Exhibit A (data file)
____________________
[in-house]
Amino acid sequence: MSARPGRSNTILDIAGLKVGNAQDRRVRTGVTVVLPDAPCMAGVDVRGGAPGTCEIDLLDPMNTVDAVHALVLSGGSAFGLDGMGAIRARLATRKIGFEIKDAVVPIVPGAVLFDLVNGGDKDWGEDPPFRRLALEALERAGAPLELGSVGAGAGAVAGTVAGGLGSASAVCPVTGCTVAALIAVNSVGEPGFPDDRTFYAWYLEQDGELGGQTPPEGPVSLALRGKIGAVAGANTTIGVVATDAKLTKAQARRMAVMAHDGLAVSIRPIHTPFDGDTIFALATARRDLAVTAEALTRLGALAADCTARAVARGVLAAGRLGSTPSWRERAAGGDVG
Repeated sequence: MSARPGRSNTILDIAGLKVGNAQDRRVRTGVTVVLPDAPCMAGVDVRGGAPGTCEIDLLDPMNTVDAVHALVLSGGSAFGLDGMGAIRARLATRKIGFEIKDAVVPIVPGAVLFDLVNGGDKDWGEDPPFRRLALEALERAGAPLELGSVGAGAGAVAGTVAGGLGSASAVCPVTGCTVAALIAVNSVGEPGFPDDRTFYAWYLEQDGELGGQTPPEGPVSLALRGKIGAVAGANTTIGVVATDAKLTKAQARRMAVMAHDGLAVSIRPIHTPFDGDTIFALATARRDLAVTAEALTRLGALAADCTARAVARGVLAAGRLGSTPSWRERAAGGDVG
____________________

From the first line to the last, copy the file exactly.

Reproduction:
[in-house]
Amino acid sequence: MSARPGRSNTILDIAGLKVGNAQDRRVRTGVTVVLPDAPCMAGVDVRGGAPGTCEIDLLDPMNTVDAVHALVLSGGSAFGLDGMGAIRARLATRKIGFEIKDAVVPIVPGAVLFDLVNGGDKDWGEDPPFRRLALEALERAGAPLELGSVGAGAGAVAGTVAGGLGSASAVCPVTGCTVAALIAVNSVGEPGFPDDRTFYAWYLEQDGELGGQTPPEGPVSLALRGKIGAVAGANTTIGVVATDAKLTKAQARRMAVMAHDGLAVSIRPIHTPFDGDTIFALATARRDLAVTAEALTRLGALAADCTARAVARGVLAAGRLGSTPSWRERAAGGDVG
Repeated sequence: MSARPGRSNTILDIAGLKVGNAQDRRVRTGVTVVLPDAPCMAGVDVRGGAPGTCEIDLLDPMNTVDAVHALVLSGGSAFGLDGMGAIRARLATRKIGFEIKDAVVPIVPGAVLFDLVNGGDKDWGEDPPFRRLALEALERAGAPLELGSVGAGAGAVAGTVAGGLGSASAVCPVTGCTVAALIAVNSVGEPGFPDDRTFYAWYLEQDGELGGQTPPEGPVSLALRGKIGAVAGANTTIGVVATDAKLTKAQARRMAVMAHDGLAVSIRPIHTPFDGDTIFALATARRDLAVTAEALTRLGALAADCTARAVARGVLAAGRLGSTPSWRERAAGGDVG